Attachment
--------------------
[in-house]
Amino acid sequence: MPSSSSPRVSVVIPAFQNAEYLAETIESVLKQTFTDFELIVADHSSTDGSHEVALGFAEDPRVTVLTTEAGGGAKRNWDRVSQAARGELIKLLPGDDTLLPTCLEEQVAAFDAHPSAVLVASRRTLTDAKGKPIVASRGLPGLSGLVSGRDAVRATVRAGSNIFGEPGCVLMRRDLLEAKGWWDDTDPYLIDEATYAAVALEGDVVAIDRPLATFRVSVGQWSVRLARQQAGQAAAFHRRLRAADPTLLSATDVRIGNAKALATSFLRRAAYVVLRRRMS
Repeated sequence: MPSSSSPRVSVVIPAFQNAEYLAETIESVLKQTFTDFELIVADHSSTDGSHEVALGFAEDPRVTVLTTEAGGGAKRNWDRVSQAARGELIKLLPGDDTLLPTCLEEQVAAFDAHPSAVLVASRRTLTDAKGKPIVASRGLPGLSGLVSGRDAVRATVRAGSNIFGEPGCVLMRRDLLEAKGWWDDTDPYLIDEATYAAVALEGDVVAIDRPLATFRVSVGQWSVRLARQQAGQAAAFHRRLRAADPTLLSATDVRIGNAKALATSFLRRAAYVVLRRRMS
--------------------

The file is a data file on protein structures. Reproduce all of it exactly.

[in-house]
Amino acid sequence: MPSSSSPRVSVVIPAFQNAEYLAETIESVLKQTFTDFELIVADHSSTDGSHEVALGFAEDPRVTVLTTEAGGGAKRNWDRVSQAARGELIKLLPGDDTLLPTCLEEQVAAFDAHPSAVLVASRRTLTDAKGKPIVASRGLPGLSGLVSGRDAVRATVRAGSNIFGEPGCVLMRRDLLEAKGWWDDTDPYLIDEATYAAVALEGDVVAIDRPLATFRVSVGQWSVRLARQQAGQAAAFHRRLRAADPTLLSATDVRIGNAKALATSFLRRAAYVVLRRRMS
Repeated sequence: MPSSSSPRVSVVIPAFQNAEYLAETIESVLKQTFTDFELIVADHSSTDGSHEVALGFAEDPRVTVLTTEAGGGAKRNWDRVSQAARGELIKLLPGDDTLLPTCLEEQVAAFDAHPSAVLVASRRTLTDAKGKPIVASRGLPGLSGLVSGRDAVRATVRAGSNIFGEPGCVLMRRDLLEAKGWWDDTDPYLIDEATYAAVALEGDVVAIDRPLATFRVSVGQWSVRLARQQAGQAAAFHRRLRAADPTLLSATDVRIGNAKALATSFLRRAAYVVLRRRMS